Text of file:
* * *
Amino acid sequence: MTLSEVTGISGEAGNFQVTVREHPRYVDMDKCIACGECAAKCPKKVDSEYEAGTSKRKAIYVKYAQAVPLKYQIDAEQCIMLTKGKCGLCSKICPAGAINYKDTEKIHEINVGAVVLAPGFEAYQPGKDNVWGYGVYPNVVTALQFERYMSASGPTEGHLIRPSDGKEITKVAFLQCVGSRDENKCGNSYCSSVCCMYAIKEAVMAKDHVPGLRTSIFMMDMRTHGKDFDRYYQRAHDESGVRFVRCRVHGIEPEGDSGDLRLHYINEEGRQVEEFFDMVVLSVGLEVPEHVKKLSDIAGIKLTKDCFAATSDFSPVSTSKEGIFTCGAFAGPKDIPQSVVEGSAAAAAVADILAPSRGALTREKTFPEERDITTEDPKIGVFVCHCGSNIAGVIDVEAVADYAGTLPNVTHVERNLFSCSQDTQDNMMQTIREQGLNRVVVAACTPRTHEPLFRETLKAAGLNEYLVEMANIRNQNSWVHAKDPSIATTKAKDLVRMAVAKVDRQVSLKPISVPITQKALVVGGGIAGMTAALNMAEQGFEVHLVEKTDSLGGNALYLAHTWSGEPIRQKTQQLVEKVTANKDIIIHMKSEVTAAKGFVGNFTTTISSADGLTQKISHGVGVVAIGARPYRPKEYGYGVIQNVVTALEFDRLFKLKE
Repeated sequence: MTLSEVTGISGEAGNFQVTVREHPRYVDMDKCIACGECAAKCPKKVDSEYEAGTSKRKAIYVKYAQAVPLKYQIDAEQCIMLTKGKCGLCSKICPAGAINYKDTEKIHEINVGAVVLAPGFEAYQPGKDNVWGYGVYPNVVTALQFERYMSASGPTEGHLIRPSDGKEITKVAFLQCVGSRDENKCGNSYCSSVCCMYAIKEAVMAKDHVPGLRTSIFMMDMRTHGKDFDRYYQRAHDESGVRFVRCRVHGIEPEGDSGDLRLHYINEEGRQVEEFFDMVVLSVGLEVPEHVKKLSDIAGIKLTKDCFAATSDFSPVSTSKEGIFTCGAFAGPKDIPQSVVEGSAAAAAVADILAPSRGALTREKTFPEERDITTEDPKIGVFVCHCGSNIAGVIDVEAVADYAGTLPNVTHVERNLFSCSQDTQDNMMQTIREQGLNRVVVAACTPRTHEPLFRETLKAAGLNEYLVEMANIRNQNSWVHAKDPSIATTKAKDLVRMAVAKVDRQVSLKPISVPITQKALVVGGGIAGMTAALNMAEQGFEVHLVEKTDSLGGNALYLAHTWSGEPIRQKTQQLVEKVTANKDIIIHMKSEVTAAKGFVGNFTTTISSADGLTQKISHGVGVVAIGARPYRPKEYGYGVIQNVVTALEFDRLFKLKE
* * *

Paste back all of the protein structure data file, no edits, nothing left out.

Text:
Amino acid sequence: MTLSEVTGISGEAGNFQVTVREHPRYVDMDKCIACGECAAKCPKKVDSEYEAGTSKRKAIYVKYAQAVPLKYQIDAEQCIMLTKGKCGLCSKICPAGAINYKDTEKIHEINVGAVVLAPGFEAYQPGKDNVWGYGVYPNVVTALQFERYMSASGPTEGHLIRPSDGKEITKVAFLQCVGSRDENKCGNSYCSSVCCMYAIKEAVMAKDHVPGLRTSIFMMDMRTHGKDFDRYYQRAHDESGVRFVRCRVHGIEPEGDSGDLRLHYINEEGRQVEEFFDMVVLSVGLEVPEHVKKLSDIAGIKLTKDCFAATSDFSPVSTSKEGIFTCGAFAGPKDIPQSVVEGSAAAAAVADILAPSRGALTREKTFPEERDITTEDPKIGVFVCHCGSNIAGVIDVEAVADYAGTLPNVTHVERNLFSCSQDTQDNMMQTIREQGLNRVVVAACTPRTHEPLFRETLKAAGLNEYLVEMANIRNQNSWVHAKDPSIATTKAKDLVRMAVAKVDRQVSLKPISVPITQKALVVGGGIAGMTAALNMAEQGFEVHLVEKTDSLGGNALYLAHTWSGEPIRQKTQQLVEKVTANKDIIIHMKSEVTAAKGFVGNFTTTISSADGLTQKISHGVGVVAIGARPYRPKEYGYGVIQNVVTALEFDRLFKLKE
Repeated sequence: MTLSEVTGISGEAGNFQVTVREHPRYVDMDKCIACGECAAKCPKKVDSEYEAGTSKRKAIYVKYAQAVPLKYQIDAEQCIMLTKGKCGLCSKICPAGAINYKDTEKIHEINVGAVVLAPGFEAYQPGKDNVWGYGVYPNVVTALQFERYMSASGPTEGHLIRPSDGKEITKVAFLQCVGSRDENKCGNSYCSSVCCMYAIKEAVMAKDHVPGLRTSIFMMDMRTHGKDFDRYYQRAHDESGVRFVRCRVHGIEPEGDSGDLRLHYINEEGRQVEEFFDMVVLSVGLEVPEHVKKLSDIAGIKLTKDCFAATSDFSPVSTSKEGIFTCGAFAGPKDIPQSVVEGSAAAAAVADILAPSRGALTREKTFPEERDITTEDPKIGVFVCHCGSNIAGVIDVEAVADYAGTLPNVTHVERNLFSCSQDTQDNMMQTIREQGLNRVVVAACTPRTHEPLFRETLKAAGLNEYLVEMANIRNQNSWVHAKDPSIATTKAKDLVRMAVAKVDRQVSLKPISVPITQKALVVGGGIAGMTAALNMAEQGFEVHLVEKTDSLGGNALYLAHTWSGEPIRQKTQQLVEKVTANKDIIIHMKSEVTAAKGFVGNFTTTISSADGLTQKISHGVGVVAIGARPYRPKEYGYGVIQNVVTALEFDRLFKLKE